"We have a beautiful example of one here to-night," he continued; "indeed you were dancing with him--the bear who mauled Lady Tilchester. How did you get to know such a person?"

My heart gave a bound.

"I am engaged to Mr. Gurrage," I said, in a half voice, but raising my head.

Oh, the surprise and--and _disgust in his eyes! Then, I don't know what he saw in my face, I tried only to look calm and indifferent, but the contempt went out of his manner, his eyes softened, and he put out his hand and touched my fingers very gently.

"Oh, you poor little white Comtesse!" he said.

I ought to have been furious. Pity, as a rule, angers me so that it would render me capable of being torn to pieces by lions without flinching; but I am ashamed--oh! so ashamed--to say that tears sprang up into my eyes--tears! Mercifully, grandmamma will never know.

"Come," I said, and we rose and walked down the corridor. There we met Augustus, with a face like thunder. He had been looking everywhere for me, he said. It appeared we had been sitting out for two dances.

"You promised me this one more turn," said the tall man, quite unabashed; "they are playing a charming valse."

"She is engaged to me," growled Augustus.

"No, I am not," I said, smiling into his angry face; "I am quite my own mistress as regards whom I dance with. I will come back when it is finished and you shall have the next one," and I walked off with my friend of the knife.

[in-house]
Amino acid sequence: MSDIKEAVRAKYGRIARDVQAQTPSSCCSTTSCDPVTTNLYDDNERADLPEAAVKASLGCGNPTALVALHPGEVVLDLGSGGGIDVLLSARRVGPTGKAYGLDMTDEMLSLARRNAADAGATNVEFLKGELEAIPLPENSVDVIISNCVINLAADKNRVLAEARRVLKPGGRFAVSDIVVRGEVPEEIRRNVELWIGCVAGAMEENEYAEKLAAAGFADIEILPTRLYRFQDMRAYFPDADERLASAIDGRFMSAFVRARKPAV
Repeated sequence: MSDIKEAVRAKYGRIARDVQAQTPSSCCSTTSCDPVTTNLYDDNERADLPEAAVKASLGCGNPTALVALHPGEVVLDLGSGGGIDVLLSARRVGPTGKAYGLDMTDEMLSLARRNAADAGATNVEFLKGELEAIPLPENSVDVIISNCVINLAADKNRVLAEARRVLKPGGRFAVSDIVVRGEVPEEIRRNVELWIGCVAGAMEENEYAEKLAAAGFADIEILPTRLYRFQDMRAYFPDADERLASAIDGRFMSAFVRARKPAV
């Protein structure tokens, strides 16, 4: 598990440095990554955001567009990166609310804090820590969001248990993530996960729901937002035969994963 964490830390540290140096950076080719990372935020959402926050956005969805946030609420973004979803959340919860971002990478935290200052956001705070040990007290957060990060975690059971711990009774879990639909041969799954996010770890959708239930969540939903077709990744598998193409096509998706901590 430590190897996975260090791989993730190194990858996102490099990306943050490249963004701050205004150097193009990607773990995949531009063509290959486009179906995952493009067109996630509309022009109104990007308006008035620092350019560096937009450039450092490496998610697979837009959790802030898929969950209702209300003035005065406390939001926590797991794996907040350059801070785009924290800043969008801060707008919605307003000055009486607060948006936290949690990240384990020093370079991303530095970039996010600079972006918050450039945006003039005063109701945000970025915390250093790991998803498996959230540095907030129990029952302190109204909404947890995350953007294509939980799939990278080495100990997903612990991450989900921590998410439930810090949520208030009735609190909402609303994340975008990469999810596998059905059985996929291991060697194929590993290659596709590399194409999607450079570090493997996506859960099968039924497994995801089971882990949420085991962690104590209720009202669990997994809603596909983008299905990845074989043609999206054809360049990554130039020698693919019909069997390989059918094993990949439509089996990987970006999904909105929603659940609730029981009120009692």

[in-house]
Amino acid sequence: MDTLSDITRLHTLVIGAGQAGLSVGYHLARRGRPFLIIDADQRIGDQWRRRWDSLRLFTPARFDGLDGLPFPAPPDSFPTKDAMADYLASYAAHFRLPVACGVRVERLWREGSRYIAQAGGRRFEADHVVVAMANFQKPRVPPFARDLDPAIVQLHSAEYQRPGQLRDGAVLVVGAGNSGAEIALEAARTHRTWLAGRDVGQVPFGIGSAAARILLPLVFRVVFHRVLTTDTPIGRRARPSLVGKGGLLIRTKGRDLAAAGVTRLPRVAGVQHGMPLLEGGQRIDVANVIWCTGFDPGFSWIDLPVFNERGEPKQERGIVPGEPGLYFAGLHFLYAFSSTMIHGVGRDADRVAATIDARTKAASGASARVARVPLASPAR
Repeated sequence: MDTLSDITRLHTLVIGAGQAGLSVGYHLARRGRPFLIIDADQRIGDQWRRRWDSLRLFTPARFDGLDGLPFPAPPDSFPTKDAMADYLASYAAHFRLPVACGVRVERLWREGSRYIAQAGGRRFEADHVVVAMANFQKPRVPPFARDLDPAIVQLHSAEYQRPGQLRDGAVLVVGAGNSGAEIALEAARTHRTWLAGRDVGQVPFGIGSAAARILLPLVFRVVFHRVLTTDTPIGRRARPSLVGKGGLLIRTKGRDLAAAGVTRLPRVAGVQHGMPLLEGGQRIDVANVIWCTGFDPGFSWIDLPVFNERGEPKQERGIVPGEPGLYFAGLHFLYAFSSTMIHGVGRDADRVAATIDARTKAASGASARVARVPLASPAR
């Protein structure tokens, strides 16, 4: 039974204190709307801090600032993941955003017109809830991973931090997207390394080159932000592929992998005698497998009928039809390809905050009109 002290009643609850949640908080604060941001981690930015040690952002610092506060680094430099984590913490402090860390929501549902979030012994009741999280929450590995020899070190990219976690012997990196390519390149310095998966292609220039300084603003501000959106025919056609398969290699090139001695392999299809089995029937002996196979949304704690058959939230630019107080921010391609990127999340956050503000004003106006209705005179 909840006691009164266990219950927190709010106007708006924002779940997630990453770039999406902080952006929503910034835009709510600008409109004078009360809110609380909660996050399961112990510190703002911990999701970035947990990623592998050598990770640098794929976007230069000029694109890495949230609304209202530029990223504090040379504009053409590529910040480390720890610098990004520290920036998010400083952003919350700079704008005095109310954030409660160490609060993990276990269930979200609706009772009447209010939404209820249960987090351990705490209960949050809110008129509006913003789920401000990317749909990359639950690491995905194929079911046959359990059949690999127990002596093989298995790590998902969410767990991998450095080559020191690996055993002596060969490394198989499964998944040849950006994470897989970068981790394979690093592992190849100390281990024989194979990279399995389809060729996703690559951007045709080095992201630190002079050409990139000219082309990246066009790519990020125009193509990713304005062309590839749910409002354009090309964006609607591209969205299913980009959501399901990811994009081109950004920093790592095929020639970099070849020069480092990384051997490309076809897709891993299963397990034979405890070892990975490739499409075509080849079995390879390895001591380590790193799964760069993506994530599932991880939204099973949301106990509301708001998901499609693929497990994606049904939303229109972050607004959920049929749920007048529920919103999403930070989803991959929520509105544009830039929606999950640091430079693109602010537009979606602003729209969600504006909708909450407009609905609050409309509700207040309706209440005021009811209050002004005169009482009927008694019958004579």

Whether my _fiance stood there and swore or not I do not know; I did not look back. We did not speak a word until the dance was finished, my partner and I. Then he said:

"Thank you, little lady. We have, at all events, snatched some few good moments out of this evening. Now, I suppose, we must return to your--bear."

Augustus was standing by the buffet drinking champagne when we caught sight of him. We stepped for a moment out of his view behind some palms.

"Good-bye, Comtesse."

"Good-bye," I said, "Will you tell me your name? I did not hear it--"

"My name! Oh, my name is Antony Thornhirst--why do you start?"

"I--did not start--good-bye--"

"No, you shall not go until you tell me why you started? And your name, too; I do not know it either!"

"Ambrosine de Calincourt Athelstan."

He knitted his level eyebrows as if trying to recall something, and absently began to pull the knife out of his pocket. Augustus was coming towards us.

"Yes," I said, "but it is too late. Good-bye."

The look of indifference, the rather mocking smile, the _sans souci_, which are the chief characteristics of his face, altered. I left him puzzled--moved.

* * * * *